4 Comments on This Post
  1. John Corbett

    Ok. So a black picture has been painted but in reality Nova Scotia simply cannot cede to every union demand. What options exist to soften overall cost demands, improve performance efficiencies, reduce overheads and in short, improve the situation instead of postulating doom & gloom?

    • John, no one is telling the Province to cede to all union demands. Rather, good-faith negotiations would likely result in advances for both sides. As I mentioned earlier in my interview on the Sheldon MacLeod Show, understanding the serious issues afflicting the Province does not mean pointing the finger at workers. Rather, as Graham Steele noted in his Thursday CBC column, it involves taking on the true issues elevating costs, especially of health care. Graham pointed to several examples.

      Beyond this, the current Government which, to some degree, has done an admirable job of cutting some unnecessary fat (with some other examples to the contrary), has to face the fact that delivering a balanced budget during times of economic strife simply does not set the stage for long-term development, stability, prosperity. Call me a hopeless Keynesian, but these are the periods which actually required greater public spending to bolster private sector growth. No, this does not mean indefinitely financing a ferry which loses money; however, it does mean targeted investment on projects geared for long-term growth, including potential development of medical technology and green energy.

      Labour unions, though, are not part of the problem; rather, they are part of the solution, helping to attract a work force to the Province — an educated and qualified one, with upper mobility, and the potential to drive the Province forward in the 21st Century. Throwing down the gauntlet at the unions does not accomplish this necessary and proper objective. Again, even though I have nearly always represented labour interests, I also understand that the collective bargaining process requires compromise. So, are the sides willing to come to the table without ulterior motive, and hash out the proverbial hard-fought bargain? Sadly, history does not seem to support this happening.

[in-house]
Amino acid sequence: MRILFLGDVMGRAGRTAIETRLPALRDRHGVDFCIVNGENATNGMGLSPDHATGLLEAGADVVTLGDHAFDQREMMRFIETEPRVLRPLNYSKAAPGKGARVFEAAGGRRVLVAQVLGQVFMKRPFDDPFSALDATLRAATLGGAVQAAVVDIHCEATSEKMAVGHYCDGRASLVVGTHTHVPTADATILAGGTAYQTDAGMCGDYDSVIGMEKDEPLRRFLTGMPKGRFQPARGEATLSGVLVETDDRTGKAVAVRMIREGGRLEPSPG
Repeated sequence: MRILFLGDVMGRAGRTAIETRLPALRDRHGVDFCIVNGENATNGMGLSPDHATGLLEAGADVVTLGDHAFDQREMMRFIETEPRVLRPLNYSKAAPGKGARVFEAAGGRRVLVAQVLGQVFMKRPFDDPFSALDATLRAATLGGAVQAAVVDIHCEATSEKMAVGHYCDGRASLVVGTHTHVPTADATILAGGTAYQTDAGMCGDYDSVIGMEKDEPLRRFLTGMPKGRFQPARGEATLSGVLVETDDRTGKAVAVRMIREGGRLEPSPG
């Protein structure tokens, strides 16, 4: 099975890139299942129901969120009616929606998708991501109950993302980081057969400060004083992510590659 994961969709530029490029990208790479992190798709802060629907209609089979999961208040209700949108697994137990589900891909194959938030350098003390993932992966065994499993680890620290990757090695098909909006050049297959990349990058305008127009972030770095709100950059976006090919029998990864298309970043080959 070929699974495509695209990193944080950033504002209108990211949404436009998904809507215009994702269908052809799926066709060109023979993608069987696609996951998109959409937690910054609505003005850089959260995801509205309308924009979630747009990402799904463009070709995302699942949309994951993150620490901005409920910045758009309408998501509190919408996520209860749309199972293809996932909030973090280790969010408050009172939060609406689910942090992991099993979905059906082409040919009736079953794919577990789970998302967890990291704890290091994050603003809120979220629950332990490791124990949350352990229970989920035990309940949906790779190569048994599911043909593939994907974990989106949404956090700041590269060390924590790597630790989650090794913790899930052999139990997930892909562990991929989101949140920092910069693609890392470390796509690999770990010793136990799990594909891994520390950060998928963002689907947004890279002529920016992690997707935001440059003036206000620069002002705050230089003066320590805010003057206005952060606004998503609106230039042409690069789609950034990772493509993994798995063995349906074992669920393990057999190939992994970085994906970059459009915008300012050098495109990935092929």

2. Kevin

    I’m a front line mental health worker for a non profit. I will be looking at wage freezes for the next 5 years and another 3 years to finally have a collective agreement , so therefore 8 years without a raise. How can I possibly keep up with the cost of living ,,plus not being able to put enough money back in to the economy, How can an economy grow this way?

    • Kevin, that is precisely the message that the citizens need to hear. It presents the reality, outside of the cold, hard numbers that the Finance Minister is instead attempting to pigeonhole as being the issue. Already, the politics are apparent. Yesterday, I reviewed an email from Mr. DeLorey. In it, he misrepresented that labour costs account for 52 cents on every public dollar spent in the Province.

      Health care costs do account for a majority of all dollars spent, but not labour. As former Finance Minister Graham Steele noted, the current Government needs to make hard decisions on the items that truly enhance our public spending. Targeting teachers, cops, firefighters, etc., is simply resorting to attempting to achieve a political agenda, while abdicating responsibility for achieving true cost savings by taking on items such as prescription drug costs. In the U.S., I was always amazed by local and state governments targeting unions, rather than demonstrating the political courage to take on vested interests whose policies and influence truly affect effectively legislating for the public good.

      So, what does it take? I know that there are some in the Liberal Caucus who are truly good people, attempting to do what is best for the overall good. So, how did a haphazard policy of blame the unions get adopted by the Leadership? My goodness, it feels so positively like I am back in the Southeastern U.S.!